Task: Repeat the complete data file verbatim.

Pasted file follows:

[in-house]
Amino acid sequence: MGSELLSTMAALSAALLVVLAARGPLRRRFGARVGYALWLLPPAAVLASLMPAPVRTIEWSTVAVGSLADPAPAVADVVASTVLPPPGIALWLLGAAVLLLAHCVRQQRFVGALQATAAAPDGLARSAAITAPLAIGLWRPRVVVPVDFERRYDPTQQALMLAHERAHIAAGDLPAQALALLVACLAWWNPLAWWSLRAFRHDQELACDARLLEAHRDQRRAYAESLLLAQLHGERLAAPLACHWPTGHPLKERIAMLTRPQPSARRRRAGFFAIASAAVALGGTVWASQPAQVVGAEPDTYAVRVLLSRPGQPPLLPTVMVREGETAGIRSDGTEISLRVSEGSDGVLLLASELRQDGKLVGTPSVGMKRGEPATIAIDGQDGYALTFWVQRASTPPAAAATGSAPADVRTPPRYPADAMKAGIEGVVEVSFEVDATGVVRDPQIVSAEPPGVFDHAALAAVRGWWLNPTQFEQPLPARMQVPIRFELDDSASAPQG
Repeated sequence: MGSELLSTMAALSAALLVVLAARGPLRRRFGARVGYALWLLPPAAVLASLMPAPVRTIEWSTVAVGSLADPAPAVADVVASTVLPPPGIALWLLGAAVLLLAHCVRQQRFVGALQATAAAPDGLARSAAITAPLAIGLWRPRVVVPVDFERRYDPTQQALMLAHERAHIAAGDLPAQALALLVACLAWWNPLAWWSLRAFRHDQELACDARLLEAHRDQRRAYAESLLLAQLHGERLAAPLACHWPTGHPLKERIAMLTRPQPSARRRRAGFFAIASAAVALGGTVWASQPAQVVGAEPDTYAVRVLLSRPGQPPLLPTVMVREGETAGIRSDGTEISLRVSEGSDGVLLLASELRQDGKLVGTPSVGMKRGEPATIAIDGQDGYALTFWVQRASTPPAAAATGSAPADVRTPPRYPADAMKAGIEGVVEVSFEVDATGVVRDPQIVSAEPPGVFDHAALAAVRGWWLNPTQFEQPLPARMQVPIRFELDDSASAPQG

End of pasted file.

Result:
[in-house]
Amino acid sequence: MGSELLSTMAALSAALLVVLAARGPLRRRFGARVGYALWLLPPAAVLASLMPAPVRTIEWSTVAVGSLADPAPAVADVVASTVLPPPGIALWLLGAAVLLLAHCVRQQRFVGALQATAAAPDGLARSAAITAPLAIGLWRPRVVVPVDFERRYDPTQQALMLAHERAHIAAGDLPAQALALLVACLAWWNPLAWWSLRAFRHDQELACDARLLEAHRDQRRAYAESLLLAQLHGERLAAPLACHWPTGHPLKERIAMLTRPQPSARRRRAGFFAIASAAVALGGTVWASQPAQVVGAEPDTYAVRVLLSRPGQPPLLPTVMVREGETAGIRSDGTEISLRVSEGSDGVLLLASELRQDGKLVGTPSVGMKRGEPATIAIDGQDGYALTFWVQRASTPPAAAATGSAPADVRTPPRYPADAMKAGIEGVVEVSFEVDATGVVRDPQIVSAEPPGVFDHAALAAVRGWWLNPTQFEQPLPARMQVPIRFELDDSASAPQG
Repeated sequence: MGSELLSTMAALSAALLVVLAARGPLRRRFGARVGYALWLLPPAAVLASLMPAPVRTIEWSTVAVGSLADPAPAVADVVASTVLPPPGIALWLLGAAVLLLAHCVRQQRFVGALQATAAAPDGLARSAAITAPLAIGLWRPRVVVPVDFERRYDPTQQALMLAHERAHIAAGDLPAQALALLVACLAWWNPLAWWSLRAFRHDQELACDARLLEAHRDQRRAYAESLLLAQLHGERLAAPLACHWPTGHPLKERIAMLTRPQPSARRRRAGFFAIASAAVALGGTVWASQPAQVVGAEPDTYAVRVLLSRPGQPPLLPTVMVREGETAGIRSDGTEISLRVSEGSDGVLLLASELRQDGKLVGTPSVGMKRGEPATIAIDGQDGYALTFWVQRASTPPAAAATGSAPADVRTPPRYPADAMKAGIEGVVEVSFEVDATGVVRDPQIVSAEPPGVFDHAALAAVRGWWLNPTQFEQPLPARMQVPIRFELDDSASAPQG